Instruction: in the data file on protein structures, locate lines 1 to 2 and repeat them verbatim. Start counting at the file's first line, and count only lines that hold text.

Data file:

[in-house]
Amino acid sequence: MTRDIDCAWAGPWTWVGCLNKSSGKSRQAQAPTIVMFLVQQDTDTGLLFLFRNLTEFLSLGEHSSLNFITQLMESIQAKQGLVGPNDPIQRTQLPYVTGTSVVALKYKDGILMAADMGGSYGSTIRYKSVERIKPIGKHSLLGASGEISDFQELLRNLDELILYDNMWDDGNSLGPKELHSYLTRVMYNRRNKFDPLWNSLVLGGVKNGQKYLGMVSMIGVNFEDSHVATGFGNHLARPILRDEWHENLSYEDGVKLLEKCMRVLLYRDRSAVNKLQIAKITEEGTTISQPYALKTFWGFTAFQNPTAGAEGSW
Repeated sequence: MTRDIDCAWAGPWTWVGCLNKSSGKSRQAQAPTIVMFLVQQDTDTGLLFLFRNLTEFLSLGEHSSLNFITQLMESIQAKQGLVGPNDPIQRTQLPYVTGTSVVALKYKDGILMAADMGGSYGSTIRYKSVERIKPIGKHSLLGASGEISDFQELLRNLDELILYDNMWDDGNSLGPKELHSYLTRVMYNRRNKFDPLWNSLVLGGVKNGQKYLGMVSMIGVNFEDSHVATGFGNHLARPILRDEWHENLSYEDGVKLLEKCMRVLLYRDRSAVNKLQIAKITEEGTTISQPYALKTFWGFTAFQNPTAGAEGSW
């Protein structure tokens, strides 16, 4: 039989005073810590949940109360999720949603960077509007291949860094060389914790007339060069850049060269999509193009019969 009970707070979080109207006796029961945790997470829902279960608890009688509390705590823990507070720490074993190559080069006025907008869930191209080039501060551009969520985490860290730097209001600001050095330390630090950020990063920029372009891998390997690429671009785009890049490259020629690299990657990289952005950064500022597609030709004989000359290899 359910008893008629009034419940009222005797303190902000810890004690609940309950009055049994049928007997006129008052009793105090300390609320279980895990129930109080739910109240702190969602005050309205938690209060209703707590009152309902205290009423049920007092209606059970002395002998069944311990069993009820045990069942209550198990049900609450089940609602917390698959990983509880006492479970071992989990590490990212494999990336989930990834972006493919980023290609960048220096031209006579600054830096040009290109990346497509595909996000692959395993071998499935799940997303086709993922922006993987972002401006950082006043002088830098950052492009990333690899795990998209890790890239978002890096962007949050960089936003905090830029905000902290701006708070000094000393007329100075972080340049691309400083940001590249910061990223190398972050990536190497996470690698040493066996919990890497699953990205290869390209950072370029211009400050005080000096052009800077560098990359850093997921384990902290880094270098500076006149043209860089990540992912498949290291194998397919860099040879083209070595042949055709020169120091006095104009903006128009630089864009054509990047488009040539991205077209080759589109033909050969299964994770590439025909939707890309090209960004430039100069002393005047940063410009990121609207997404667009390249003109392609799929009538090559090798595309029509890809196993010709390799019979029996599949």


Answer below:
[in-house]
Amino acid sequence: MTRDIDCAWAGPWTWVGCLNKSSGKSRQAQAPTIVMFLVQQDTDTGLLFLFRNLTEFLSLGEHSSLNFITQLMESIQAKQGLVGPNDPIQRTQLPYVTGTSVVALKYKDGILMAADMGGSYGSTIRYKSVERIKPIGKHSLLGASGEISDFQELLRNLDELILYDNMWDDGNSLGPKELHSYLTRVMYNRRNKFDPLWNSLVLGGVKNGQKYLGMVSMIGVNFEDSHVATGFGNHLARPILRDEWHENLSYEDGVKLLEKCMRVLLYRDRSAVNKLQIAKITEEGTTISQPYALKTFWGFTAFQNPTAGAEGSW